Learning Support Strategies Home and School

Learning Support Strategies Home and School

Learning support strategies @ home and school

Learning Support Strategies for Homework that

could be useful:


The more you use your senses to experience the words, the more the words can be understood.

 Look at words (letters in the word) and discuss their meanings by putting them in sentences

See, Say it, Feel: Make use of sand, textures, write on their skin, draw the picture of the word

 Play Bingo, Snap, Line games (Matching the word)

Novel Spelling Test – The child calls out the word and it can be written down. Afterwards the child can have the pen to mark the words.

Write, Cover, Copy: Write the spelling word, fold paper (cover it) and then the learner tries to remember the word.

The same strategies can be used with older children by using: opposites, synonyms, antonyms, verbs, nouns etc.


Think, Plan, Write, Revise, Write

 Punctuation: Put their attention on sentences starting with capital letters and ending with full stops. Names are always written by making use of capital letters. (Give them these tips to remember).

Use spelling strategies (mentioned above)


 When you have a child with a reader think about new and difficult words.

 Write words on flashcards and “teach” new words by explaining what they mean, use them in a sentence, draw them or show pictures to promote an understanding of that word.

Read and Question strategy: The text can be read for the learner and then you ask them questions OR they can read the text and ask you the question and then they check if it is right or wrong.

 Buddy up with a stronger child in the house.

Use text in different ways: Could put up words on the wall to look at OR name objects in the house eg. put a sign on the door, cupboard, chair and label them.

 Older children: Can use a story map

My story map:
Name: Date:
Character: Theme: Place:
The problem:
The goal:
The action:

The Result:


 Let them 1st read the questions of the passage

 Then let them read the passage

 Thirdly, they read the questions again and maybe they will already know some of the answers.

 Could be done first by the care giver and then secondly by the child OR the other way around.


 Use any objects to help with counting and sums (plus, minus, divide and tables)

 Can use words like adding (plus), take away (minus), share (divide) and groups (tables or multiplication)

 Can use things like we have two feet plus my two feet gives you how many?

 When doing multiplication use for instance fingers for 5 x table and get some of the other children to help and join in the activity.

 Take away can be demonstrated by using having 5 sweets and eating 2. How much do we have left?

 With dividing we can show or ask how we are going to share this apple for instance. We have 6 pieces and we are 3 children. How much will each child get?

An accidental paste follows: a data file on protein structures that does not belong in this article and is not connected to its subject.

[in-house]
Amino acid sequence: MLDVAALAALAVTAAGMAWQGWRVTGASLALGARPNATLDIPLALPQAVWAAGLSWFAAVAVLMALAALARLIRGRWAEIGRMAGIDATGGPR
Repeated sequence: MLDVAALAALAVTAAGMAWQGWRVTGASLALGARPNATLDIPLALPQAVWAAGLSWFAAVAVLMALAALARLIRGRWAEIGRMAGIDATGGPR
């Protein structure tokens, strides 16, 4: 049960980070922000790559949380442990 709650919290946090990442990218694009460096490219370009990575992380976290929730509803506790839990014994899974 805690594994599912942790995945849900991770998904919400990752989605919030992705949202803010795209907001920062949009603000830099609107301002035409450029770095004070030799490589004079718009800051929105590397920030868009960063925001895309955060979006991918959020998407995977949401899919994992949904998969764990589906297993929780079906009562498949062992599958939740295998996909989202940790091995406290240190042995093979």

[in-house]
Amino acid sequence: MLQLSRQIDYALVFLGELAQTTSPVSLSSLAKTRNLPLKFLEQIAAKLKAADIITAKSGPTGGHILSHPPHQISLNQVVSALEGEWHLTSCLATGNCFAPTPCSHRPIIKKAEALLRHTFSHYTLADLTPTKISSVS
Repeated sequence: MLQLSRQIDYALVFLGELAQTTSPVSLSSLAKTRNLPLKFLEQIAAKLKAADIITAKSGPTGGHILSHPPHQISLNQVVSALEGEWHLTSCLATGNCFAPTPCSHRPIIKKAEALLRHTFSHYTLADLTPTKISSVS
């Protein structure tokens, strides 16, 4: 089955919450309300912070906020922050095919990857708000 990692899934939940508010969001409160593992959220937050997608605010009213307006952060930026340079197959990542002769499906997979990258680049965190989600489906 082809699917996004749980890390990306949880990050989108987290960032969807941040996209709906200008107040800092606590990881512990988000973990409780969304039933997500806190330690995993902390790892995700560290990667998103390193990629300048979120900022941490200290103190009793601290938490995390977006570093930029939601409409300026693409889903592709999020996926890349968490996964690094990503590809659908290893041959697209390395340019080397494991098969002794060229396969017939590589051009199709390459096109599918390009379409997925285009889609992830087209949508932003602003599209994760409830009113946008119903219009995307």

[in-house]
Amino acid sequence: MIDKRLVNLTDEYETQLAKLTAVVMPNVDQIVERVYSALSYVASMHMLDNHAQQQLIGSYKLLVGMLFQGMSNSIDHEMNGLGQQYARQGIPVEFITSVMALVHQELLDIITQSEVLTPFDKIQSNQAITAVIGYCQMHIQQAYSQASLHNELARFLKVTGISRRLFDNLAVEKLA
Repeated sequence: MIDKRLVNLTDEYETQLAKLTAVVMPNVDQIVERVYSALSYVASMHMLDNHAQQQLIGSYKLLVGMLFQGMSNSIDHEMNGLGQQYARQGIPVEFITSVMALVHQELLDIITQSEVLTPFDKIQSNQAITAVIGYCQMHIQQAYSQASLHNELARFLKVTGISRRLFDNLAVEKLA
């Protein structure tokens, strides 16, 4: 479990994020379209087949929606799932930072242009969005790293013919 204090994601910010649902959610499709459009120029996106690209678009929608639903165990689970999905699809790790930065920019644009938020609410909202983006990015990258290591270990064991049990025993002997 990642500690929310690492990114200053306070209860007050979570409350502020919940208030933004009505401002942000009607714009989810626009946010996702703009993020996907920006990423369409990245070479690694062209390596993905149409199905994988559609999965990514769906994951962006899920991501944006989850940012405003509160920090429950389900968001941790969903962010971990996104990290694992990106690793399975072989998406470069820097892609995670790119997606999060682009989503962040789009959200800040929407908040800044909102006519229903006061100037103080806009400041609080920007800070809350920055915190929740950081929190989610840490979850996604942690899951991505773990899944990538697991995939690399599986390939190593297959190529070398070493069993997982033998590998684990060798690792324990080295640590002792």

 Measuring can be done by showing how we cook or what a litre of milk looks like and what a kilogram is. We can also look at a ruler and that there are centimeters.

 Word sums = Could explain it by showing them the problem in a concrete manner.

 Could use paper money and play “shop”

 Look in a TV guide to understand time, link certain times with certain activities.

 Can make use of a Number Card by looking for the numbers

Using Learning Support in a playful way:

 Building towers with blocks (putting same colours or shapes together) OR building puzzles (different sizes 9, 24 piece etc.); playing school-school, Pretend- dressing up and going out to “buy” a list of things for the house

 Counting games: pairs of shoes, pens, pencils, books, plates, forks and other concrete objects, Snakes and Ladders, domino’s, Checkers (for critical thinking), Uno & Rummy with cards.

 What’s under the towel?: Conceal a variety of objects with a towel. Open it up and give the children a few seconds to “memorize”. Cover it up and sees who remembers.

 Spot the difference: Can get two pictures that looks the same with slight changes. Great activity for developing memory.

 Listening games: Giving a few instructions (Use their name) Kathy ...

  1. Go to the table
  2. Fetch the spoon
  3. Give me the spoon
  4. Sit down at the table

 Playing rhyming games “Bell, tell and .... well”

 Using different colours of pencils or crayons when trying to memorize facts.

 Promote language by using words such as : “The road was a bumpy road”. Another word for bumpy could be – rough, rocky, wild etc.

 Making stories interesting by starting a story and asking “What could happen next?”; “What time of the day is it?”; How many people was there? Children can also “retell” a story in their own words.

 Talking or pointing out things like up/down; next to; under/over; on top/bottom; left/right; soft/hard; tall/short; big/small.

 Writing: Let it be fun – Keep an evening where you are going to play a Silent game and each of you can only talk by writing down what you want to say. We will not look at spelling.

 Listening games such as “Simon says ... wave your arm” but replacing the name with the child’s name.

 “Passing on the message” game: Sitting in a circle and whispering a word in the first person’s ear and continue until the last person gets that word of sentence.

Notes by Elmarie Moss